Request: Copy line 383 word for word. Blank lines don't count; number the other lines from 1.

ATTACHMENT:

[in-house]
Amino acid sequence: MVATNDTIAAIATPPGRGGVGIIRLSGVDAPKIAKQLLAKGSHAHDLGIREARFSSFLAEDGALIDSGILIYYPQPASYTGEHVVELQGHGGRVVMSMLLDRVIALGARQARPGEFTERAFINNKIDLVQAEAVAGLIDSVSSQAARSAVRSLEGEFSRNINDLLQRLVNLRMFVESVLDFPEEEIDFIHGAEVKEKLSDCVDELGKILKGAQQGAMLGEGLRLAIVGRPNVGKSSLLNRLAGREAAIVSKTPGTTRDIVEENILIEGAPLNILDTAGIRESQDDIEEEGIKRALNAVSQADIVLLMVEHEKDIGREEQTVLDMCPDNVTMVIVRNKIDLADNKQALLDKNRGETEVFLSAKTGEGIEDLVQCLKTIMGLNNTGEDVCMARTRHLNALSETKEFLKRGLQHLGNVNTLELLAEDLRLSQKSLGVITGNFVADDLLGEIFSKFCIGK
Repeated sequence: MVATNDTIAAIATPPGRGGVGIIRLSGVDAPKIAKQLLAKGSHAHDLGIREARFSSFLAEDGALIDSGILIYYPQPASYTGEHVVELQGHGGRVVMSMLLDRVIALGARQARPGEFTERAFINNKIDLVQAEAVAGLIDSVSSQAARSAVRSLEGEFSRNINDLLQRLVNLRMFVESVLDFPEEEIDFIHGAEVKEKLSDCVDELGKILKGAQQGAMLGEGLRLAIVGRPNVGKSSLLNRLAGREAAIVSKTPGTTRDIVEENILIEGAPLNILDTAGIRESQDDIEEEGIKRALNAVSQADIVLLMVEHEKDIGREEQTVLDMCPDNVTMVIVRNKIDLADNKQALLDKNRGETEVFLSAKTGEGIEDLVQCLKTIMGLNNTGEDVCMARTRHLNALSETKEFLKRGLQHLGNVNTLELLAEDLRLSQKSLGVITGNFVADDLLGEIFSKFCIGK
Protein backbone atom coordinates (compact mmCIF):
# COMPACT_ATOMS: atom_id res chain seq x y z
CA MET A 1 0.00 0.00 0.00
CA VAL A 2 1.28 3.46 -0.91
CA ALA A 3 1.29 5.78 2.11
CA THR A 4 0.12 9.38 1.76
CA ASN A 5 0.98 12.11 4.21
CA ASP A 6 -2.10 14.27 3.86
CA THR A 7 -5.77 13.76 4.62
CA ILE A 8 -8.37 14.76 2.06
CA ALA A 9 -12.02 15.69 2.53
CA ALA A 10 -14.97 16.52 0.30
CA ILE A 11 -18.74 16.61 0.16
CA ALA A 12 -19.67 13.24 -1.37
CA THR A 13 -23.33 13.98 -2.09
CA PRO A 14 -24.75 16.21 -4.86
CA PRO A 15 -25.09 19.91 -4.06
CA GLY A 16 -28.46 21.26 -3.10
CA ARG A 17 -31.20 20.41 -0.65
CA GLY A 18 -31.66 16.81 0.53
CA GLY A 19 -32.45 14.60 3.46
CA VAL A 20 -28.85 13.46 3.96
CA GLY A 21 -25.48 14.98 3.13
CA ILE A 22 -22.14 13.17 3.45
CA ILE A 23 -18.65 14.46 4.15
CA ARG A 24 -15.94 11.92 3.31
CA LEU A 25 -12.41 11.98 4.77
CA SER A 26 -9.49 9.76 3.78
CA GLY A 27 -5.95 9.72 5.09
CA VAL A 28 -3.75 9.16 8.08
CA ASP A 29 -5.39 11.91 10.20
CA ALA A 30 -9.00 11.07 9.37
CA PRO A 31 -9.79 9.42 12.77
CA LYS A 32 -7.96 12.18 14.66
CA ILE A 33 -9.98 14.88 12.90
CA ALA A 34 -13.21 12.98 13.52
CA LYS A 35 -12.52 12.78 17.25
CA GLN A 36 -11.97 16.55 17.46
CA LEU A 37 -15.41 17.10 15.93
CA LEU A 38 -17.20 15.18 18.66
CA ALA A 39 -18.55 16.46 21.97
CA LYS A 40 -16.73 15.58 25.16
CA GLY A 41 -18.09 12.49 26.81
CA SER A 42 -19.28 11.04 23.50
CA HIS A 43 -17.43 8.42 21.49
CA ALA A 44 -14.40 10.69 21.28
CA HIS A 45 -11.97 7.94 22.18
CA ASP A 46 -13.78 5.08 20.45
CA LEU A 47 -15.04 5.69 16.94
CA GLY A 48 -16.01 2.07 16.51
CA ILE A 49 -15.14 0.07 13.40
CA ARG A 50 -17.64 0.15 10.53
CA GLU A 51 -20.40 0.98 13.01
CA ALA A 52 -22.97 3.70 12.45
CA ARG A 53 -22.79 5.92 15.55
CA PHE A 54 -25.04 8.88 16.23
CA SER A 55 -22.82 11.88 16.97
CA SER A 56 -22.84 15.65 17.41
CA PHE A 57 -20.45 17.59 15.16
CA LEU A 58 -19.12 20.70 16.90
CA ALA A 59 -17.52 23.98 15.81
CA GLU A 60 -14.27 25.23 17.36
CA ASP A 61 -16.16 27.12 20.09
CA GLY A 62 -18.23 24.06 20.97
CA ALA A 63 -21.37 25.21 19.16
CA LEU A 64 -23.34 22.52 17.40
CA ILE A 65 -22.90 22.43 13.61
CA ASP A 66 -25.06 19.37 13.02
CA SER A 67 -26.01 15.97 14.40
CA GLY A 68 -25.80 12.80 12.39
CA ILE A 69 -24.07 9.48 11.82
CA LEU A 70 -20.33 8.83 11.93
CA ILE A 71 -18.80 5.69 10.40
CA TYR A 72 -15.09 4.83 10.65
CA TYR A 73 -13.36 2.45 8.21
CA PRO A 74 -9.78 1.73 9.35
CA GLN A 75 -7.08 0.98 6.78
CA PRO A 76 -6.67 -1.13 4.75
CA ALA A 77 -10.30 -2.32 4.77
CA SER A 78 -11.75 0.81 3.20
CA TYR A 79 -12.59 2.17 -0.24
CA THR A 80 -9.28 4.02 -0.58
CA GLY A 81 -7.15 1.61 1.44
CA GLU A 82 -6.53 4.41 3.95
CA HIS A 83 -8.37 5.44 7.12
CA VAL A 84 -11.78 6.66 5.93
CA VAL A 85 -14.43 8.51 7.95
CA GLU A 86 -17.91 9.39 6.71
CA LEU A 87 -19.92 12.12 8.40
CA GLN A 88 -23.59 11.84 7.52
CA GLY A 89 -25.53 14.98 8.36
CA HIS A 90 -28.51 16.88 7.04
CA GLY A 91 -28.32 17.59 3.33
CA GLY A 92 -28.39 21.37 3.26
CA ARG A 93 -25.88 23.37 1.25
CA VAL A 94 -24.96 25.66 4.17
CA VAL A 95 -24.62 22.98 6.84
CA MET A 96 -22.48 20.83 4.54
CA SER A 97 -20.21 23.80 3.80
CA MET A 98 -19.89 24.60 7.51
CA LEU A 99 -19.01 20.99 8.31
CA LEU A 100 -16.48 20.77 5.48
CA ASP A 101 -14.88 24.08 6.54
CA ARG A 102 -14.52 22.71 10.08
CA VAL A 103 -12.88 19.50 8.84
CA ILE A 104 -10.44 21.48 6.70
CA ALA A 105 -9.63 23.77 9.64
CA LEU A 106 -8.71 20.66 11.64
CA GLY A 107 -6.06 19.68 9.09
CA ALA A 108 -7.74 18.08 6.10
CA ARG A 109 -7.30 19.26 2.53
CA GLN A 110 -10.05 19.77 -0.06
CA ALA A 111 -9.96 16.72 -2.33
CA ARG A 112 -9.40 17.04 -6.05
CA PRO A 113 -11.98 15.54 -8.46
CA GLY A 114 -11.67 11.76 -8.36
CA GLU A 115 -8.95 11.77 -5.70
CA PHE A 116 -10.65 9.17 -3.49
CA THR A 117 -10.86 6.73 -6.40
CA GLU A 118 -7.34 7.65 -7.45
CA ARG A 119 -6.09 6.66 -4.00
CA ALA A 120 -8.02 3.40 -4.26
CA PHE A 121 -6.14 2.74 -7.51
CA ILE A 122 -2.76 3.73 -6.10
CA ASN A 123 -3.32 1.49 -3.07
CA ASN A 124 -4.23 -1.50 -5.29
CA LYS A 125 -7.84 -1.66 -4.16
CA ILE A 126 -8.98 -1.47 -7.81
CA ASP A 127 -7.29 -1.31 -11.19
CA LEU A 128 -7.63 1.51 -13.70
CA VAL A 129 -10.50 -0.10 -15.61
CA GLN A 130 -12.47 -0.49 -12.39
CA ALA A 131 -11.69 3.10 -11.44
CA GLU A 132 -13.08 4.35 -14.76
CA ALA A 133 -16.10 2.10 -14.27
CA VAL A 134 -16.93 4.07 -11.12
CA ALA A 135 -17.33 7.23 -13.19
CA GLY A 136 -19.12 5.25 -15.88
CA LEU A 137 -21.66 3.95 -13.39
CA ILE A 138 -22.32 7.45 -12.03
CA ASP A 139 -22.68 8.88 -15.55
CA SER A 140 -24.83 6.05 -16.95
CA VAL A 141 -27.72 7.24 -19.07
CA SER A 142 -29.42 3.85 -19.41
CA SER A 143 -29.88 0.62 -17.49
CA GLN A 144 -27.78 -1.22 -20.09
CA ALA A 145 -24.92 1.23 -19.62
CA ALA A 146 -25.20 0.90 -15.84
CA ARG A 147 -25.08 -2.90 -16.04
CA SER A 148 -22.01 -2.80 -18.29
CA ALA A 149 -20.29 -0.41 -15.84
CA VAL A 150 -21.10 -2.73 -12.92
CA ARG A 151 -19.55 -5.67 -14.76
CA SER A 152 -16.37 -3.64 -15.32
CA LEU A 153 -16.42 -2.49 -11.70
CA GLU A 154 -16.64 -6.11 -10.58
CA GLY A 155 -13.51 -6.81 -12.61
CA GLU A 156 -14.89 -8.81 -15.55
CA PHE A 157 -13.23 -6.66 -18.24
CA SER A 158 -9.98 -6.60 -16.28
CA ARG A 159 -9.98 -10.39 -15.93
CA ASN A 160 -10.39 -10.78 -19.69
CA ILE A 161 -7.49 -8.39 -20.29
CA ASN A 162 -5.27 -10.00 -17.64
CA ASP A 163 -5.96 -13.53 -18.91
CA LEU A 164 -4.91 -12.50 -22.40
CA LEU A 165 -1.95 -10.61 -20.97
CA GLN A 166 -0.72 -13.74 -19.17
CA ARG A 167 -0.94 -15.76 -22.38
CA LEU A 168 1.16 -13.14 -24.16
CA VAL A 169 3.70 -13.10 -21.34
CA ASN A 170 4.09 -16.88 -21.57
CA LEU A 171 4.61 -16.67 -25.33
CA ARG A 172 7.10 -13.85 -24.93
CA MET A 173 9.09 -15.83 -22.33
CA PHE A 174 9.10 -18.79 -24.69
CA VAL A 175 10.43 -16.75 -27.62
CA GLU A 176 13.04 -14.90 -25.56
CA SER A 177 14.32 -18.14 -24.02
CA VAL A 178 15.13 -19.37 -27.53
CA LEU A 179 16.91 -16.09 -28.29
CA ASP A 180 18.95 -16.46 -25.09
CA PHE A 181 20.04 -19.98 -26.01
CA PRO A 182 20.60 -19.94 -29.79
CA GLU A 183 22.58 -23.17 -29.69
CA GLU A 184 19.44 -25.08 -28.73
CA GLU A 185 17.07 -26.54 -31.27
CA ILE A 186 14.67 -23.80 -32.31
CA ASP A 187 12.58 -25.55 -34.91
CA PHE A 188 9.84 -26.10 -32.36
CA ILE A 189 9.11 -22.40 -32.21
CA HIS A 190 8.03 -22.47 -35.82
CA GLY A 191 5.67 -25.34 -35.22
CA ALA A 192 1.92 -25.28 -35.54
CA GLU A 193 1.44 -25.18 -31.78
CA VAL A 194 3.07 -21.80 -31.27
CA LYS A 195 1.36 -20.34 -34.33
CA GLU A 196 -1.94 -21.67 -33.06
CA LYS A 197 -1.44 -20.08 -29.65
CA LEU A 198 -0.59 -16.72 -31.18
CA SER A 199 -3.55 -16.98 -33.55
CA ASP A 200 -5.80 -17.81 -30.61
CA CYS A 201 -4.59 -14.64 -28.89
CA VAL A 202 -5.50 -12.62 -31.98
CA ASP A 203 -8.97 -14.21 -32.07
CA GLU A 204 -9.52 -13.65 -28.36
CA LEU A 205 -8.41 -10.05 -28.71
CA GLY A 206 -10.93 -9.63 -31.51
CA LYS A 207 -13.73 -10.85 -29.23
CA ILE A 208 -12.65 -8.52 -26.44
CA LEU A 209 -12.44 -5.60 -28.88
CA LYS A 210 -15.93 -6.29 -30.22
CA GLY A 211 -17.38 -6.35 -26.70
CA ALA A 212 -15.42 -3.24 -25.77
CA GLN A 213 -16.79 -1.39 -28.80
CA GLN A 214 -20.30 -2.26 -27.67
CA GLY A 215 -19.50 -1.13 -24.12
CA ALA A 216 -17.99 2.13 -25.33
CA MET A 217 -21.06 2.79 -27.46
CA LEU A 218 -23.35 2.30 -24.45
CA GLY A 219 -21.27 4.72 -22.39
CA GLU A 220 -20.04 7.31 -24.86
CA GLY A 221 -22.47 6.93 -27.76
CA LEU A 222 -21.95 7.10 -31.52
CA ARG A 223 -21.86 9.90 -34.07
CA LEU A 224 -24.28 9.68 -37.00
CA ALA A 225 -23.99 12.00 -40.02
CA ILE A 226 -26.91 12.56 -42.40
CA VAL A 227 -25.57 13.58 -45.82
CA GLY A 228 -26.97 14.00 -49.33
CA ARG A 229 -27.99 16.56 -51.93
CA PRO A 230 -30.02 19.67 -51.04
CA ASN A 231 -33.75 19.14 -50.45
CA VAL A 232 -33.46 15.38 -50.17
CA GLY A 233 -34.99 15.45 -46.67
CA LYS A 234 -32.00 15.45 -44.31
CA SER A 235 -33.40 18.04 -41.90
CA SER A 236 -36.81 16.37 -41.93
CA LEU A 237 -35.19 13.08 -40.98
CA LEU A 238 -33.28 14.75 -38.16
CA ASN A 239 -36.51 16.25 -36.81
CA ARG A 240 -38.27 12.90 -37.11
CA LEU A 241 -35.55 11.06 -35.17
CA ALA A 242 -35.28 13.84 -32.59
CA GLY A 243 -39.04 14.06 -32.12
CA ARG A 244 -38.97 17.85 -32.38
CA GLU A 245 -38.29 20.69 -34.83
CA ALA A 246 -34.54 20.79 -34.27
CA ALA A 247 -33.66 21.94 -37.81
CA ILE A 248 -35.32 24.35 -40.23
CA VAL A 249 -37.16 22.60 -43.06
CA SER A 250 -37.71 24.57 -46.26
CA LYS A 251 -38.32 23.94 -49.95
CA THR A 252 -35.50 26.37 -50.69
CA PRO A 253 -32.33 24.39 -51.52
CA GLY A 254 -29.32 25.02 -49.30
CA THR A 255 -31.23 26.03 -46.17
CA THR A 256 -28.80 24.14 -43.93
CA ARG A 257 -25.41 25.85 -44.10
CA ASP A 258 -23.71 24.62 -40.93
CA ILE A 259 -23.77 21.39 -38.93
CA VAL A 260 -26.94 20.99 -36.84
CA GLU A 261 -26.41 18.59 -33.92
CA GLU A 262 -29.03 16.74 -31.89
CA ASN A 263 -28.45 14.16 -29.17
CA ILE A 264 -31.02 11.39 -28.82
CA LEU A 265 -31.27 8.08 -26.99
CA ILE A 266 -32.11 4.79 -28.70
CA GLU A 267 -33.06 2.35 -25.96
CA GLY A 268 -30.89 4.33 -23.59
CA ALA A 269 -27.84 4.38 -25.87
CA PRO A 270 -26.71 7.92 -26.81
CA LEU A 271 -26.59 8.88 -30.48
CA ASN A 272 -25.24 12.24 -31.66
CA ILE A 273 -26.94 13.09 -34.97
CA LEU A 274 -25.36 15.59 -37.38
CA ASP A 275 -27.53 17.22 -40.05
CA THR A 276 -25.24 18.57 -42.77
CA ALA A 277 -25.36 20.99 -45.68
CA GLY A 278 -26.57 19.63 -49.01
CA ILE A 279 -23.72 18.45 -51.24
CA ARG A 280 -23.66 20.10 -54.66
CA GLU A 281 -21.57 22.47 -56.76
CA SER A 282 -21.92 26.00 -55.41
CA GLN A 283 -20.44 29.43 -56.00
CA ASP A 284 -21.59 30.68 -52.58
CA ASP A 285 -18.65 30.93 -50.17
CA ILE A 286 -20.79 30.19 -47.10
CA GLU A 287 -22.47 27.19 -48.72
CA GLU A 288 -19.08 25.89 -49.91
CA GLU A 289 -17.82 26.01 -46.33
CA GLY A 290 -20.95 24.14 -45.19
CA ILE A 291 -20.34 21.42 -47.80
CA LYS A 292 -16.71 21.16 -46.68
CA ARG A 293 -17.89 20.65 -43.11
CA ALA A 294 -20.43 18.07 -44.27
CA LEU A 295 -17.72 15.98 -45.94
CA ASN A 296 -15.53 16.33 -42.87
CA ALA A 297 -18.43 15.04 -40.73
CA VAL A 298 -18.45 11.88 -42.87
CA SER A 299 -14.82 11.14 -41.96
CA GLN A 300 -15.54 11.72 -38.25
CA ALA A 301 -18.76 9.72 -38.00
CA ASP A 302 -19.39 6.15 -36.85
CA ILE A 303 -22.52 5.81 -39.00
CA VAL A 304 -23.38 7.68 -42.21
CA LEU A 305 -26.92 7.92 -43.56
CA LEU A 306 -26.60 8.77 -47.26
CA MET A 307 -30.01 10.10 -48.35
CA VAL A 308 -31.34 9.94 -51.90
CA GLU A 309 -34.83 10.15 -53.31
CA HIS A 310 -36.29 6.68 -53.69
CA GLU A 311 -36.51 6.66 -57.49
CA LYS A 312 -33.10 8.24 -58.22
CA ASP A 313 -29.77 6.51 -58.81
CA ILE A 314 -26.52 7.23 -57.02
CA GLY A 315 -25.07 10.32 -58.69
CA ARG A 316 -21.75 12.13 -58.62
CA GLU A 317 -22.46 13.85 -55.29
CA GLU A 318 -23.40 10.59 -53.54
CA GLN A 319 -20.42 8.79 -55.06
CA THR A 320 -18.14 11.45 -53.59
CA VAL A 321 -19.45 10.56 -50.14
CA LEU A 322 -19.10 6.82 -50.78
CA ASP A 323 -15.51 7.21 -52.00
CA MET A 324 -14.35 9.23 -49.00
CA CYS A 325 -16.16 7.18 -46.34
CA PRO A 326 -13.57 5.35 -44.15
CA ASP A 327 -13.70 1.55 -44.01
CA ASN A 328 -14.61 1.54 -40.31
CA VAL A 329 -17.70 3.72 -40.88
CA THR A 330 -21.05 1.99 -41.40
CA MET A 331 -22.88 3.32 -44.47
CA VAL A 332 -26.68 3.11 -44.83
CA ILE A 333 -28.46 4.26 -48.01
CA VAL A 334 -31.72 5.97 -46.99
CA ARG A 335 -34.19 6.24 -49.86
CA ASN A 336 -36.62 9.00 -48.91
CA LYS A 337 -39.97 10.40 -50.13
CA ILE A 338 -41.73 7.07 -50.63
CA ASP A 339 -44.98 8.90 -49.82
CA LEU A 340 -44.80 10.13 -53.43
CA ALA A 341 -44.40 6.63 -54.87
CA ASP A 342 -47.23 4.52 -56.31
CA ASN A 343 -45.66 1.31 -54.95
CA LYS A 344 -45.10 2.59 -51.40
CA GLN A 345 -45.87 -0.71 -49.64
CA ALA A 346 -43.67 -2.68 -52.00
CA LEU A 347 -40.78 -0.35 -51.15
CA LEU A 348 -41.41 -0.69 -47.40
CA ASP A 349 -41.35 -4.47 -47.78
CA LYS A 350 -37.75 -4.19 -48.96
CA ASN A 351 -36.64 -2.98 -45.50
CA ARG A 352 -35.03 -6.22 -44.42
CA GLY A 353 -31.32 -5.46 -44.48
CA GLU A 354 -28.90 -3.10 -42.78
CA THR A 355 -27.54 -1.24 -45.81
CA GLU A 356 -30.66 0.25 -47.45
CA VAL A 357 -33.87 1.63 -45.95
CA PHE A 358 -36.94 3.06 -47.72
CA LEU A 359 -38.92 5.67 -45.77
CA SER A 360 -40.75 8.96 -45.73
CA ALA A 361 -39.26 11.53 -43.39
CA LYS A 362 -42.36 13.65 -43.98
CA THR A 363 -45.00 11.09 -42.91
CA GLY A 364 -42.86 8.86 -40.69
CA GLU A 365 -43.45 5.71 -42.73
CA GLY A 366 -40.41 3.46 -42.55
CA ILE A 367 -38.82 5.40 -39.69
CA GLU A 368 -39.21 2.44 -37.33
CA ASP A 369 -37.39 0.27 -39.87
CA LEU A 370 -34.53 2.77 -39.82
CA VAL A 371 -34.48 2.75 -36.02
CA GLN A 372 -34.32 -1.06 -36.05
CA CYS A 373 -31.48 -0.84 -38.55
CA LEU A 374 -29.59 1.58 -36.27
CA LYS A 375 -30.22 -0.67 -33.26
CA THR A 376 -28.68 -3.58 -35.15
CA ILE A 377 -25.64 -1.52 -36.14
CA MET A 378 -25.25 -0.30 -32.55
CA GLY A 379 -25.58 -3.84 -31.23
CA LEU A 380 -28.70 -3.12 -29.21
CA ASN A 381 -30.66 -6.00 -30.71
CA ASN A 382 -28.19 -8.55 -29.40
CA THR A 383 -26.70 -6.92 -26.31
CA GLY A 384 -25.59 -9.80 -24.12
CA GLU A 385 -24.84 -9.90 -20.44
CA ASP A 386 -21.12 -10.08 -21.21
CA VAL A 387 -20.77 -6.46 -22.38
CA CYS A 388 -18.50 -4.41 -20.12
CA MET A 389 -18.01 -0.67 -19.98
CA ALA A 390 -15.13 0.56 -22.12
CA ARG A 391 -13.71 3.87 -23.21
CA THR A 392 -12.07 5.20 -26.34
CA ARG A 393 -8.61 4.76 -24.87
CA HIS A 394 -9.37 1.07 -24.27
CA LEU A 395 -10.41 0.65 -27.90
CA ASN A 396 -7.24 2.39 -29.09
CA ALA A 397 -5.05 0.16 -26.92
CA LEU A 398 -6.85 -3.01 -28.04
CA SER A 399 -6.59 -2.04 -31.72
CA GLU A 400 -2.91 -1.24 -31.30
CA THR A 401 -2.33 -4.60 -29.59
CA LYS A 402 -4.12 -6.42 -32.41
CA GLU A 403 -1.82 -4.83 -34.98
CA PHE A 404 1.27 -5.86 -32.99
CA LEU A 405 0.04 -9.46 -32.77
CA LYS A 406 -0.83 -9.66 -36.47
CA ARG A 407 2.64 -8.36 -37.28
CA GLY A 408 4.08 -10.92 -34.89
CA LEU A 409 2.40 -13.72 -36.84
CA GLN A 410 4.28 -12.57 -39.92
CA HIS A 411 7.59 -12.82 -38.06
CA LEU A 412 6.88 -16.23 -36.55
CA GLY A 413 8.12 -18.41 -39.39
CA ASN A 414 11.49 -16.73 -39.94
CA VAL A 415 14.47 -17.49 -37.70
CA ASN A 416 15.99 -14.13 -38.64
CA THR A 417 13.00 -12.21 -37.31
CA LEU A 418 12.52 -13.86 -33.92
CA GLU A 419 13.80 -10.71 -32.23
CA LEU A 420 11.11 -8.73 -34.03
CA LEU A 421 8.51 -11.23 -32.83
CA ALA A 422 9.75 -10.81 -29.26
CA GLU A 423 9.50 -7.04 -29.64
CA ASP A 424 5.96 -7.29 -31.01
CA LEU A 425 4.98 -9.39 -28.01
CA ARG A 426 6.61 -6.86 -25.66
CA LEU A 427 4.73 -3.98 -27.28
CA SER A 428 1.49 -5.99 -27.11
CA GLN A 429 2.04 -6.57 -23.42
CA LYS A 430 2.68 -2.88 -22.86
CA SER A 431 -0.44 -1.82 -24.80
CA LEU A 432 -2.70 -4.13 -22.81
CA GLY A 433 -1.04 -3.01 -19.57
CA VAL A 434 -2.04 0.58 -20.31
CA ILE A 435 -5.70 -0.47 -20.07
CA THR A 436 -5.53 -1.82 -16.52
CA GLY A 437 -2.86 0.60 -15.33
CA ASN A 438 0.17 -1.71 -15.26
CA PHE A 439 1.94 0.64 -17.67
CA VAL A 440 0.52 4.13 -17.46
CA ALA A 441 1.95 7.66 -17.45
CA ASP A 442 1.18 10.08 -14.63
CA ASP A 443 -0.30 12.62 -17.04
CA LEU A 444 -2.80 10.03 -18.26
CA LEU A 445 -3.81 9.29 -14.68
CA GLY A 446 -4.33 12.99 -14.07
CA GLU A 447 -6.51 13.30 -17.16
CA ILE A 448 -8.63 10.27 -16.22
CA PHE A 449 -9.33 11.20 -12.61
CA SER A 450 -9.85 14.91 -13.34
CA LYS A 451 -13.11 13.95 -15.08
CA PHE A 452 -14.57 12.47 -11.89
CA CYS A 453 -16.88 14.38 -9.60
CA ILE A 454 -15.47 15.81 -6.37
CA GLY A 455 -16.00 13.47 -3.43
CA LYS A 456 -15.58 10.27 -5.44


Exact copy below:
CA MET A 378 -25.25 -0.30 -32.55